Rural | Urban Artist | II
The Square Meter Series was created during a residency at The Land Institute, Salina KS.
An early project of The Land Institute carried out by Wes Jackson and Terry Evans (and others) involved isolating square meter sections of Prairie and meticulously documenting the diversity of plant species within these bounds. The intention was to better understand the beautiful and complex system of the prairie and the way the plants interact. These drawings are an homage to that work. Parts of grasses, forms, and flowers from the Wauhob Prairie were gathered, dried, and pressed in the ancient tradition of plant collecting. The plant specimens were then delicately traced onto the paper by carefully dusting over each segment with powdered graphite, rendering it in a ghostly silhouette. Layer by layer, merging and overlapping, the square meter canvas becomes filled with a dense mat of the memories of individual plants. This same process was used to interpret a Four Sisters Garden planted in collaboration with seed-keeper Taylor Keen and cared for by Research Resident Abbi Han and other Land Institute staff, residents, and interns.
Bushel Baskets description:
At one time, grains and other agricultural products were measured by the amount that could be stored, carried, and transported in a bushel basket or sack, a volume of roughly 8 dry gallons. With the industrialization of agriculture the unit of the ‘bushel’ was redefined to represent a unit of mass or weight specific to each commodity, rather than its volume. Despite layers of abstraction the unit of the ‘bushel’ harkens back to a time when agricultural practices were more closely related to the pace of the human body.
These woven forms are made in an effort to understand, visualize, and embody this unit of measure in relationship to both annual and perennial wheat. Through the process of their making, I become more familiar with the plant itself. Weaving is a way of knowing the plant’s physical structure, form, texture, scent and color as well as its limits and capacities such as the tendency to bend, break, or shatter.
The daughter of a soil conservation technician and a ceramicist, I grew up in the post rock region of central Kansas, just south of Russell. I had lived in three limestone houses by the age of six and spent most of my childhood on my family’s 10 acres in the country surrounded by farmland and a creek tributary to the Smoky Hill River. This place and all its varied complexities, from the native plants and grasses to the neighboring monocrops and their worn soil, the deep horizons dotted with oil wells to the powerful thunderstorms, the snakes skins found beneath stairs to the fossils in our limestone walls- continue to influence my work and the way I understand material, time, and the more-than-human world.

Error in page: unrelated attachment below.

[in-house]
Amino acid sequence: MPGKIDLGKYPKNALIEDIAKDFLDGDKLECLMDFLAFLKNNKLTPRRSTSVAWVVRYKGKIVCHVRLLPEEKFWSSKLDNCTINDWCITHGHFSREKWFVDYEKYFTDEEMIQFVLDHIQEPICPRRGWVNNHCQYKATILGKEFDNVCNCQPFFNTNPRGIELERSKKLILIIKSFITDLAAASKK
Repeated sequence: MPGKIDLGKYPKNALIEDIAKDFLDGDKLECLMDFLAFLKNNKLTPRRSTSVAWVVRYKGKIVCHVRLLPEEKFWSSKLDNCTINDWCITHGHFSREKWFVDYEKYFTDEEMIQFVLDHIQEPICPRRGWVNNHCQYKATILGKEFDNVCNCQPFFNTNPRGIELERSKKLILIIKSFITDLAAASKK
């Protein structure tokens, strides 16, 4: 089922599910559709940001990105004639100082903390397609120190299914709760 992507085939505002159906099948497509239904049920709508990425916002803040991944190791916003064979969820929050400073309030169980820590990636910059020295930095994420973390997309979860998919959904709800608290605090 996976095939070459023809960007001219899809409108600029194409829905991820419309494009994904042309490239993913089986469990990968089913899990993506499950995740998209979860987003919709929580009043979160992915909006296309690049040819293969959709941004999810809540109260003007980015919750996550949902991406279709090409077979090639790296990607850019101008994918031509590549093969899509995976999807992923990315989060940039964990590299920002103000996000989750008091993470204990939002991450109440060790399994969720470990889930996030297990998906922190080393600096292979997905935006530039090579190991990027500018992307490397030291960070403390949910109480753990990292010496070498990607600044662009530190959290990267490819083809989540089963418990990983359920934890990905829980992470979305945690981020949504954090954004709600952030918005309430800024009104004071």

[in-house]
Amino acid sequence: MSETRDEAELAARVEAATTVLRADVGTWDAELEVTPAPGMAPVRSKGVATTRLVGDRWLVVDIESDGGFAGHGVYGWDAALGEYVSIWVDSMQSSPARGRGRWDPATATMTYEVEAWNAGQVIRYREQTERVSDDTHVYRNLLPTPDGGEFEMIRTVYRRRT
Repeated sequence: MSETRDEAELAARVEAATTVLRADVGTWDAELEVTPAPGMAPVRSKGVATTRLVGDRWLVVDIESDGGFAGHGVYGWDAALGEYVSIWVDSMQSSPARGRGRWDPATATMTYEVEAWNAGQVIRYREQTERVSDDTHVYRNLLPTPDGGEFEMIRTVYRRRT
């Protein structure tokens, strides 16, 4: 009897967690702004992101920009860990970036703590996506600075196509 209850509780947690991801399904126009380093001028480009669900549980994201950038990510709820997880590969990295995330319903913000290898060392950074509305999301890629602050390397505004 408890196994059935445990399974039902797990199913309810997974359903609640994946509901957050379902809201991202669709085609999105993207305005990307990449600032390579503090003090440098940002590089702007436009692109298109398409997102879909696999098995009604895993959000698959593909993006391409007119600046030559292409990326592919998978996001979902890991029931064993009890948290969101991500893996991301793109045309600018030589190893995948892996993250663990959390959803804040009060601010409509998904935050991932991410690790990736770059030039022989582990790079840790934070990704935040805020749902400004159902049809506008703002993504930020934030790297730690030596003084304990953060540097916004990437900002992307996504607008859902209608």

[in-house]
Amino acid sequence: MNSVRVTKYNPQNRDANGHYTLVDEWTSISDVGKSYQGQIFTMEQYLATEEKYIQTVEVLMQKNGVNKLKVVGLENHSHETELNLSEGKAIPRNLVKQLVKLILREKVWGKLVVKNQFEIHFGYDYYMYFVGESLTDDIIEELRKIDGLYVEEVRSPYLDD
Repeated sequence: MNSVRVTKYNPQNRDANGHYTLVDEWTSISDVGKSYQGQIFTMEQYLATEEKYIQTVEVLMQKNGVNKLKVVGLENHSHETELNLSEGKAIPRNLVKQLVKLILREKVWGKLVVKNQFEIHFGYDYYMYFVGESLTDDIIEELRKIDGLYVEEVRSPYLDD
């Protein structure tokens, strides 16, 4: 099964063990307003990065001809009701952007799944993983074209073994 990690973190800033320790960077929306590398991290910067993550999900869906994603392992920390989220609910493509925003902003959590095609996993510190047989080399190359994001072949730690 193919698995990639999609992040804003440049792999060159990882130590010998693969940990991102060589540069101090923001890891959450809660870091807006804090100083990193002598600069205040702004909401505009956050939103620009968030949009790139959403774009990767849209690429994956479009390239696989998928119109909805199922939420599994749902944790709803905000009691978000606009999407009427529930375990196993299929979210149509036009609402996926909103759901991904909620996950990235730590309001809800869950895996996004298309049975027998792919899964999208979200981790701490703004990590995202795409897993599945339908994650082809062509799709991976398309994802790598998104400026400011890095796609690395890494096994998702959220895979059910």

Rena Detrixhe is an interdisciplinary artist currently based in Salina,KS where she is working as a Research Resident with The Land Institute. Through objects and installations, ephemeral sculpture, performance, drawings, and process-based work, she explores systems of value and cultural relations to land and the more-than-human world with attention to histories of injustice. Her current research is focused on Midwestern agriculture as both an important cultural signifier, and a deeply troubled relationship to the land.
Her research has been supported by multiple grants and residencies including: a Serenbe Co-Esistere Residency, Stoneleaf Retreat, Tallgrass Artist Residency at the Konza Prairie Biological Station, a two-year residency with Charlotte Street Foundation in Kansas City, and a three-year residency with the Tulsa Artist Fellowship among others. Detrixhe’s work has been shown nationally and internationally; recent exhibitions include Place out of Matter at Spencer Brownstone Gallery in NYC and In Times of Seismic Sorrows, at the Center for Craft in Asheville, NC. Detrixhe holds a BFA from the University of Kansas.